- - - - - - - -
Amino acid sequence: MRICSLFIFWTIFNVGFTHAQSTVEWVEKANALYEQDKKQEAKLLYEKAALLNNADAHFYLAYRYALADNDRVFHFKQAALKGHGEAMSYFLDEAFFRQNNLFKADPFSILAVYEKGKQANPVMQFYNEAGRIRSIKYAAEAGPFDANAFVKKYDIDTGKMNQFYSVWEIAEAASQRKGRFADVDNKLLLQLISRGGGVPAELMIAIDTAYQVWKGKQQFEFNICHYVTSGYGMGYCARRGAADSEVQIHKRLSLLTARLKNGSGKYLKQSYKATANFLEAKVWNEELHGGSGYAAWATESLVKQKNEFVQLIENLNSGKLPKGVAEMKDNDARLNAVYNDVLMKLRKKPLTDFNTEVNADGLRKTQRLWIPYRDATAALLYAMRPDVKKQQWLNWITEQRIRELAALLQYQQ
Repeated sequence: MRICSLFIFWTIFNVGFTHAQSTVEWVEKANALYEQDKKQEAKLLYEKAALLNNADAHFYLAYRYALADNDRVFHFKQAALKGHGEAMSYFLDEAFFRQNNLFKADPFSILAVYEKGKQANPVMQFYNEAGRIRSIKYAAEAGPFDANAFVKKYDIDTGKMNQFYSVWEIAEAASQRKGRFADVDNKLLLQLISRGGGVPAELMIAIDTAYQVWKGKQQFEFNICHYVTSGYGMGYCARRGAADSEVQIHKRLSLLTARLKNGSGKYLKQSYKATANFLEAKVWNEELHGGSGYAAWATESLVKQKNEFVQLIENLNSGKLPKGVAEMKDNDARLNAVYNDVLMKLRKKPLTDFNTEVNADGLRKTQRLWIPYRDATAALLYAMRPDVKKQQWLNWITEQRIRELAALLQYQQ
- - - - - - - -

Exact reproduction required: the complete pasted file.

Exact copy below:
Amino acid sequence: MRICSLFIFWTIFNVGFTHAQSTVEWVEKANALYEQDKKQEAKLLYEKAALLNNADAHFYLAYRYALADNDRVFHFKQAALKGHGEAMSYFLDEAFFRQNNLFKADPFSILAVYEKGKQANPVMQFYNEAGRIRSIKYAAEAGPFDANAFVKKYDIDTGKMNQFYSVWEIAEAASQRKGRFADVDNKLLLQLISRGGGVPAELMIAIDTAYQVWKGKQQFEFNICHYVTSGYGMGYCARRGAADSEVQIHKRLSLLTARLKNGSGKYLKQSYKATANFLEAKVWNEELHGGSGYAAWATESLVKQKNEFVQLIENLNSGKLPKGVAEMKDNDARLNAVYNDVLMKLRKKPLTDFNTEVNADGLRKTQRLWIPYRDATAALLYAMRPDVKKQQWLNWITEQRIRELAALLQYQQ
Repeated sequence: MRICSLFIFWTIFNVGFTHAQSTVEWVEKANALYEQDKKQEAKLLYEKAALLNNADAHFYLAYRYALADNDRVFHFKQAALKGHGEAMSYFLDEAFFRQNNLFKADPFSILAVYEKGKQANPVMQFYNEAGRIRSIKYAAEAGPFDANAFVKKYDIDTGKMNQFYSVWEIAEAASQRKGRFADVDNKLLLQLISRGGGVPAELMIAIDTAYQVWKGKQQFEFNICHYVTSGYGMGYCARRGAADSEVQIHKRLSLLTARLKNGSGKYLKQSYKATANFLEAKVWNEELHGGSGYAAWATESLVKQKNEFVQLIENLNSGKLPKGVAEMKDNDARLNAVYNDVLMKLRKKPLTDFNTEVNADGLRKTQRLWIPYRDATAALLYAMRPDVKKQQWLNWITEQRIRELAALLQYQQ